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Ed Talk: School Resource Officers

Ed Talk is a biweekly opinion column. The views expressed are solely the author’s.

Tonight, the Arlington School Board is likely to vote to remove School Resource Officers (SROs) as a daily presence in schools.

SROs are Arlington County Police Department (ACPD) officers whose primary role is to promote safety and security in schools, including acting as a deterrent to crime by their presence, according to the 2018 Memorandum of Understanding (MOU) between ACPD and Arlington Public Schools (APS).

A decision to remove SROs from schools would be consistent with the recommendations of Superintendent Dr. Francisco Duran and the SRO Work Group, which was created in December 2020 to address community concerns about the relationship between ACPD and APS.

The Work Group report states that law enforcement functions can be provided to APS without SROs stationed at schools, with ACPD to be available when called upon to respond to situations such as active shooters and serious crimes. For the non-law enforcement functions that SROs provide — such as counseling, coaching, teaching and mentoring — the Work Group recommends that APS invest in additional staff and training to meet these needs.

Like localities across the country, Arlington is considering best practices for policing in our community. In making decisions from these important discussions, the School Board should focus on the facts and circumstances in Arlington — not what is happening in other school divisions.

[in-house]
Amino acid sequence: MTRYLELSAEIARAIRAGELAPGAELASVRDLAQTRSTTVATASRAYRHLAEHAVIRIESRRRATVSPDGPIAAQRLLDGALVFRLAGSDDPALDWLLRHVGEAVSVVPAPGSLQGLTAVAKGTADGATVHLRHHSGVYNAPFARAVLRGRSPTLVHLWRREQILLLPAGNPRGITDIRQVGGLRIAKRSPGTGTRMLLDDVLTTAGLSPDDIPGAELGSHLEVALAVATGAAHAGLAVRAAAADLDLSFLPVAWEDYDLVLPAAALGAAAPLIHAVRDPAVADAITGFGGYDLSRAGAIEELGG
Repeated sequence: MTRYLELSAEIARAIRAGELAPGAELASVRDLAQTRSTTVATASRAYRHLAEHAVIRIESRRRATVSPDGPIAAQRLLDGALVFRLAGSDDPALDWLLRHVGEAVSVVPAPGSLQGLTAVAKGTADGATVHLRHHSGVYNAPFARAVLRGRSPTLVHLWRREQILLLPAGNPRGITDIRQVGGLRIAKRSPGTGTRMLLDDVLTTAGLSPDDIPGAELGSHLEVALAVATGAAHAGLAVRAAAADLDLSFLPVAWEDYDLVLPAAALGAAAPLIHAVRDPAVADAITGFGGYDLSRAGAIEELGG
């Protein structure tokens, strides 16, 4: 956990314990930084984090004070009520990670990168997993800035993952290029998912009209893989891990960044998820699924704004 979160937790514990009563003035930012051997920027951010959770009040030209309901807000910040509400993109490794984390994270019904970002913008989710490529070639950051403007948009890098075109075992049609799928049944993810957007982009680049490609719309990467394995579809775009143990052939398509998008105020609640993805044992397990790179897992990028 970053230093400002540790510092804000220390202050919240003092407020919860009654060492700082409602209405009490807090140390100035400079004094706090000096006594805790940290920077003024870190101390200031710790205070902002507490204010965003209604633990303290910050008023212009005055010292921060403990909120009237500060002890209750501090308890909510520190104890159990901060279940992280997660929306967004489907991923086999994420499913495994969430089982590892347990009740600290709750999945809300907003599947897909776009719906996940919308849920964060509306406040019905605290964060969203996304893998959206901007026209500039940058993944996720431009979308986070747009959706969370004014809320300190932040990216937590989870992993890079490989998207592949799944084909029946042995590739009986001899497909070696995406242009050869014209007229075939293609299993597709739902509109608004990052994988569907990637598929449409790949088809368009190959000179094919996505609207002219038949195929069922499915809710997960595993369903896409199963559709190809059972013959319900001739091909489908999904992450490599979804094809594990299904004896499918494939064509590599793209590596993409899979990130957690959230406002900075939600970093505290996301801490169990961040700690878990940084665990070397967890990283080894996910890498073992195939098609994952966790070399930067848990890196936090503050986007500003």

One concern raised by community members about SROs is that a school to prison pipeline exists in Arlington. Data does not support this.

In Virginia, school administrators are required to report to law enforcement a limited number of criminal offenses alleged to have been committed by students on school property. In the 2018-19 school year, APS reported 106 cases to law enforcement, which was nine percent of all crimes documented to have been committed in Arlington schools that year, according to a January 23, 2020 presentation to the School Board.

Of those 106 cases, 16 were referred to the juvenile court with 8 cases resulting in diversion instead of prosecution and 8 cases prosecuted. Police took no action for 50% of the 106 cases. Thirty-five percent of the cases reported were documented, and no charges were brought.

Data presented at the January 2020 School Board meeting also show that arrests of Arlington youth are happening mostly outside of schools, with a total of 227 arrests in 2018, down 32% from 2017.

The Work Group acknowledges administrator support for SROs in schools and the “good work” that they do. But it recommends that this good work can and should be done by those who don’t carry “a badge and a gun.”

ACPD Deputy Chief Wayne Vincent, head of the new Community Engagement Division, told me that SROs want to be in the schools. He said: